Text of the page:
3. Research Methodology3.1 Research Design and Target Population
The study used explanatory cross sectional survey design. A survey was carried out on 218 state corporations in Kenya in the year 2019. Primary data on ERM governance practices, intellectual capital and organizational performance was collected from structured questionnaires. The questionnaire was designed on a five point Likert -type scale ranging from (1) - strongly disagree to (5) – strongly agree. The target respondents were Finance Managers in SCs because they are best placed to answer the research questions. Collier et al. (2007) asserts that finance managers play a critical role in risk management.
3.2 Measurement of Variables
The study has operationalization and measured of the study variables as indicated in the Table 1.
Table 1. Operationalization and measurements of variables
|Composite index of organizational performance (Financials, customers perspective, internal business process, learning and growth)
|5- point likert scale type questions
|Calandro and Lane (2006) Marques and Simon (2006)
|ERM Governance Practices
|integrated ERM strategy, accountability, compliance and risk reduction
|5- point likert scale type questions
|Lai and Shad (2015) Bozkus (2014)
|Human capital, structural capital, relational capital
|5- point likert scale type questions
|Cabrita and Bontis (2008) Bontis et al., (2000)
|Measured as natural logarithm of total assets
|Beasley et al., (2005) Hoyt and Leibenberg, (2008)
|Percentage increase in revenue of the organization
|Beasley et al. (2005)
|1=financial sector, 2= commercial and manufacturing, 3= public universities, 4=training and research,5= service corporations, 6=tertiary education and training, 7=regional development, and 8=regulatory sector
|Waweru and Kisaka, (2013)
|Level of ERM implementation
|1=Not at all, 2=Plans to introduce, 3= Adhoc implementation, 4=Implemented but needs improvement, 5=Robustly implemented
|Beasley et al. (2005) Waweru and Kisaka, (2011)
Source: Researcher (2019)
3.3 Model specification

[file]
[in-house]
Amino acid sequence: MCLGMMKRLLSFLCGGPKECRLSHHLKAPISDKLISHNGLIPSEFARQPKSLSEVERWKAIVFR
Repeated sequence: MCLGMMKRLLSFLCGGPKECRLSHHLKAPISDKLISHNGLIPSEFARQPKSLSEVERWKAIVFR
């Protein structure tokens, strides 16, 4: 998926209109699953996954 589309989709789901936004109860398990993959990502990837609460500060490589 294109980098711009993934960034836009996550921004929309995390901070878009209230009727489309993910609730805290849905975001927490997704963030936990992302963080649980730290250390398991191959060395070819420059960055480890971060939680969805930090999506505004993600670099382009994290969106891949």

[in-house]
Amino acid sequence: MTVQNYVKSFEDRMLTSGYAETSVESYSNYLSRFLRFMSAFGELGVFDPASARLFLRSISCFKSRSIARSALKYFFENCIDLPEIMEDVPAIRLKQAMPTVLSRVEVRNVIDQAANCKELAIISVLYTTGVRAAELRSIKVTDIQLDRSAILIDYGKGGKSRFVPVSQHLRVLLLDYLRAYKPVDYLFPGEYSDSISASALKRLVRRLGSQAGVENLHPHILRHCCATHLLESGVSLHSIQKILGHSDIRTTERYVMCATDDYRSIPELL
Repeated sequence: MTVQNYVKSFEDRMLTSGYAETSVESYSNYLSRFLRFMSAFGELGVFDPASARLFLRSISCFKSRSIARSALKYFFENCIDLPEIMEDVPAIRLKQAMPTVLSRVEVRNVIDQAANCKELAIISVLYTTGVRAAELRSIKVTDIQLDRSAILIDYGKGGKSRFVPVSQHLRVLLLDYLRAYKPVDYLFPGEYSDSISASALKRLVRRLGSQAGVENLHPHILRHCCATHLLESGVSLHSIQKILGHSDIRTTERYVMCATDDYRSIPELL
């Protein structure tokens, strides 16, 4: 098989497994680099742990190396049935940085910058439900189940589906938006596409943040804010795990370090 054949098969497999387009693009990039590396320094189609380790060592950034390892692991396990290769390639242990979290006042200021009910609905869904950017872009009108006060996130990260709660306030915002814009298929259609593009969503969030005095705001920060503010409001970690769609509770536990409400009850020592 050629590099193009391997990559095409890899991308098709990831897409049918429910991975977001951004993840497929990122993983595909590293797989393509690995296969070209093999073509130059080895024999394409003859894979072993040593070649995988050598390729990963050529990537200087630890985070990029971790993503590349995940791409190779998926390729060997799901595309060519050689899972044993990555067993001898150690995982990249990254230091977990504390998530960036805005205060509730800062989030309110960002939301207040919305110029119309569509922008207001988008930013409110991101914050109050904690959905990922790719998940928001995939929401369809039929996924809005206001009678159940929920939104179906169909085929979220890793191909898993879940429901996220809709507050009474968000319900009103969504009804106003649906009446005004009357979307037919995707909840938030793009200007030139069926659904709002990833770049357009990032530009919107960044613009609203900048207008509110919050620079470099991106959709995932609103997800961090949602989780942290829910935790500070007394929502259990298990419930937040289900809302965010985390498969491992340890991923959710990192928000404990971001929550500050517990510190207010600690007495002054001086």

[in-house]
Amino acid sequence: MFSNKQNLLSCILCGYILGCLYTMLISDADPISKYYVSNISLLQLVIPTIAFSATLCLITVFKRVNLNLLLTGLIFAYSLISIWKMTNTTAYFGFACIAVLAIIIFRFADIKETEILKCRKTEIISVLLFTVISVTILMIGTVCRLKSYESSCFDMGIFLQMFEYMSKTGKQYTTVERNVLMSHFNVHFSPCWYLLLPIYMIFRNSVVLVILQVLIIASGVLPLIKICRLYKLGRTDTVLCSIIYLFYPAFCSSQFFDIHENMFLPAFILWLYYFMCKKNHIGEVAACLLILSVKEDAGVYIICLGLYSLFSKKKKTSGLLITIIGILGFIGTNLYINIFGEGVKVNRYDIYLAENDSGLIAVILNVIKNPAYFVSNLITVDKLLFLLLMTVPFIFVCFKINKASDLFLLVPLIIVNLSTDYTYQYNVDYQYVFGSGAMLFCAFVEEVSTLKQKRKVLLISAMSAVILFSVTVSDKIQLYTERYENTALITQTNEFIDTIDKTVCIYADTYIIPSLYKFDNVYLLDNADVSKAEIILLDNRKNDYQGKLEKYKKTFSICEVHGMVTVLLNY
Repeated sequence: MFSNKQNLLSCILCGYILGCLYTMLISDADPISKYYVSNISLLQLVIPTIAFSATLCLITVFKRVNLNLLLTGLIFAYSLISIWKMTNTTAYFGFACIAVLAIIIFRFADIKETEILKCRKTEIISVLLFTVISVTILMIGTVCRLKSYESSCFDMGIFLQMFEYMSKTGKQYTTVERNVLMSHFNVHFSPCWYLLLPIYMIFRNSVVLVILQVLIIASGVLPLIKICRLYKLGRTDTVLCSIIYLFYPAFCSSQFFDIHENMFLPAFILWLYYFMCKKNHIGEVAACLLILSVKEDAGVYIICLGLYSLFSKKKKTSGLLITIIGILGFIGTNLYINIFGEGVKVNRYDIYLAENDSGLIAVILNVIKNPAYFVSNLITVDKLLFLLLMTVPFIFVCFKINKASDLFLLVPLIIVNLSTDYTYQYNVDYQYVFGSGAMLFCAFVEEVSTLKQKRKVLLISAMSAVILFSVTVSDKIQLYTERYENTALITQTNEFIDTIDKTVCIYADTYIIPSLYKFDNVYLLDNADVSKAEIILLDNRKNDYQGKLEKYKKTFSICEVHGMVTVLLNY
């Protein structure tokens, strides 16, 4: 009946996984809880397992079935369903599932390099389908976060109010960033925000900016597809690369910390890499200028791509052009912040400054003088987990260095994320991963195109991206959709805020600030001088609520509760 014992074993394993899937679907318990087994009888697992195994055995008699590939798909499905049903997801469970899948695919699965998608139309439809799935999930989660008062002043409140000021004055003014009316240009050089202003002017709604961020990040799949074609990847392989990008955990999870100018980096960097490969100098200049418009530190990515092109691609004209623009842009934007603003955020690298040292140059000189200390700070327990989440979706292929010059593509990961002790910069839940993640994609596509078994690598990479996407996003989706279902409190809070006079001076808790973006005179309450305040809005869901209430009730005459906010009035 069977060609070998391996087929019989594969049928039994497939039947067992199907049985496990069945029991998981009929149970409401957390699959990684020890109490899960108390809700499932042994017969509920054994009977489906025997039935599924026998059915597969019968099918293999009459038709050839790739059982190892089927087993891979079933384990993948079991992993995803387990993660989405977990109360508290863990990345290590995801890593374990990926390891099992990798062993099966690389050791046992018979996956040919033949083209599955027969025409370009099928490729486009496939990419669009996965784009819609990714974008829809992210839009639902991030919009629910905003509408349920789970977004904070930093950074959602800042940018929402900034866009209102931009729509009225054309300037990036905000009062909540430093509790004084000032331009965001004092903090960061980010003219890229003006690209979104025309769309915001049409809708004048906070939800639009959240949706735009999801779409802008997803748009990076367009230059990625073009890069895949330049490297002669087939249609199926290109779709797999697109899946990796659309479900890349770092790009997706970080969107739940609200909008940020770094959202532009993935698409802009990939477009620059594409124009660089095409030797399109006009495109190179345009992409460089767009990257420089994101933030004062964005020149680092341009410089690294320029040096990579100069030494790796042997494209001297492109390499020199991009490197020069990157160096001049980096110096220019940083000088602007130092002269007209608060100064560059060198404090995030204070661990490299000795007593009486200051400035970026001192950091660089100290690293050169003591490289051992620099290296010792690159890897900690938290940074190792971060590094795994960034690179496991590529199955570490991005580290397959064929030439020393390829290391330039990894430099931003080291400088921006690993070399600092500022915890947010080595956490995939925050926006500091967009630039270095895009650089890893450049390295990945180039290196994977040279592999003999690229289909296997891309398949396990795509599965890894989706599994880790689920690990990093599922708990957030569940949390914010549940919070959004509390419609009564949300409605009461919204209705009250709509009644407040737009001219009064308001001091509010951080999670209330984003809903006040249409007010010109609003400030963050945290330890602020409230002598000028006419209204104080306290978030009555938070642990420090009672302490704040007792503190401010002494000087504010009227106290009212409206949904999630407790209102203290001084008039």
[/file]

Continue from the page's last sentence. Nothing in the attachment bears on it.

To test the moderation effect of intellectual capital on the relationship between ERM governance practices and organizational performance, the study used hierarchical regression model (baron and Kenny, 1986). Further, the study controlled for growth rate, industry differences and firm size. The effect on the dependent variable (organizational performance) was regressed on controls, exogenous variables and interactions terms. The hierarchical regression models were done by entering variables in lump of variables for control and exogenous variables including the moderator as well as each of the interaction terms and observing their results as outlined below in the equations:
Y = β0 + β1C1+ β2C2+ β3C3+ ξ1 (1)
Y = β0 + β1C1+ β2C2+ β3C3+β4X1 + ξ1 (2)
Y = β0 + β1C1+ β2C2+ β3C3+β4X1+ + β5M+ ξ1 (3)
Y = β0 + β1C1+ β2C2+ β3C3+β4X1+ β5M+ β6M.X1+ ξ1 (4)
Ci : Represents Firm Characteristics (Control variables); where C1 (Firm size), C2 (Growth rate) and C3 (Industry differences).
Xi : Represents ERM Governance Practices (independent variables)
Mi : Represent Intellectual Capital (moderator variable)
Yi : Represent Organizational Performance (dependent variable)
4. Results and Discussions
4.1 Response Profile
The study intended to collect data from 218 respondents. However, data was successfully collected from 197 respondents. This represents a response rate of 90.4 percent of the target population, which falls within the confines of a large sample size (n ≥30). This provides a smaller margin of error and good precision (Draugalis et al., 2008). Further, to examine the level of ERM implementations in State Corporations, frequency tables and percentages were used as indicated in Table 2. The results indicate that 43.7% of the state corporations have implemented ERM but the need improvement and 18.8% have had ad hoc implementation. Only 15.7% of the state corporations have robustly implemented ERM. On the negative side, 4.6% of the not implemented ERM while 17.3% have plans to introduce it.
Table 2. Level of ERM implementation
|Not at all
|Plan to Introduce ERM
|Ad hoc Implementation
|Implemented but Improvements needed